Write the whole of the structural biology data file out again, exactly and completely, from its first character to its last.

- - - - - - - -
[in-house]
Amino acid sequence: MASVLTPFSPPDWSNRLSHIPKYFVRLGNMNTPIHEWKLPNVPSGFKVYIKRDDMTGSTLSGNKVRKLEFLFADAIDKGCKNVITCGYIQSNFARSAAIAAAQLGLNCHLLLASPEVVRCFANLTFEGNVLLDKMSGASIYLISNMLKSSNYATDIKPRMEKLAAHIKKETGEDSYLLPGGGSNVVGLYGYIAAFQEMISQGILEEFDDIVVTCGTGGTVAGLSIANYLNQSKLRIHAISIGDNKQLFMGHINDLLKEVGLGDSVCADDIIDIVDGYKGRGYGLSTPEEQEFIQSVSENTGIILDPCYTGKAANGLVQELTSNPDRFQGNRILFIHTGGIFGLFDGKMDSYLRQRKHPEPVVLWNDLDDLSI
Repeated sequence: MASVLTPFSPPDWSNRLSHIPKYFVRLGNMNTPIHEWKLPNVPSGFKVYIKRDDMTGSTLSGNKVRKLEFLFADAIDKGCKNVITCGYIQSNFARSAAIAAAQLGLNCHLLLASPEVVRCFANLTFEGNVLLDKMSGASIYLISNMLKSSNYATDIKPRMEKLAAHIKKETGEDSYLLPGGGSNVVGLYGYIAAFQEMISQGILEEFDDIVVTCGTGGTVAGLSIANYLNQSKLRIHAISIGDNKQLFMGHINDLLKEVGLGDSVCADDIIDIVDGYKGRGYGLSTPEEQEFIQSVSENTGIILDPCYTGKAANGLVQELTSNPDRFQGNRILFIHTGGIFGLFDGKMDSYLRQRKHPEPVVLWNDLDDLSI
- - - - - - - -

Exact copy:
[in-house]
Amino acid sequence: MASVLTPFSPPDWSNRLSHIPKYFVRLGNMNTPIHEWKLPNVPSGFKVYIKRDDMTGSTLSGNKVRKLEFLFADAIDKGCKNVITCGYIQSNFARSAAIAAAQLGLNCHLLLASPEVVRCFANLTFEGNVLLDKMSGASIYLISNMLKSSNYATDIKPRMEKLAAHIKKETGEDSYLLPGGGSNVVGLYGYIAAFQEMISQGILEEFDDIVVTCGTGGTVAGLSIANYLNQSKLRIHAISIGDNKQLFMGHINDLLKEVGLGDSVCADDIIDIVDGYKGRGYGLSTPEEQEFIQSVSENTGIILDPCYTGKAANGLVQELTSNPDRFQGNRILFIHTGGIFGLFDGKMDSYLRQRKHPEPVVLWNDLDDLSI
Repeated sequence: MASVLTPFSPPDWSNRLSHIPKYFVRLGNMNTPIHEWKLPNVPSGFKVYIKRDDMTGSTLSGNKVRKLEFLFADAIDKGCKNVITCGYIQSNFARSAAIAAAQLGLNCHLLLASPEVVRCFANLTFEGNVLLDKMSGASIYLISNMLKSSNYATDIKPRMEKLAAHIKKETGEDSYLLPGGGSNVVGLYGYIAAFQEMISQGILEEFDDIVVTCGTGGTVAGLSIANYLNQSKLRIHAISIGDNKQLFMGHINDLLKEVGLGDSVCADDIIDIVDGYKGRGYGLSTPEEQEFIQSVSENTGIILDPCYTGKAANGLVQELTSNPDRFQGNRILFIHTGGIFGLFDGKMDSYLRQRKHPEPVVLWNDLDDLSI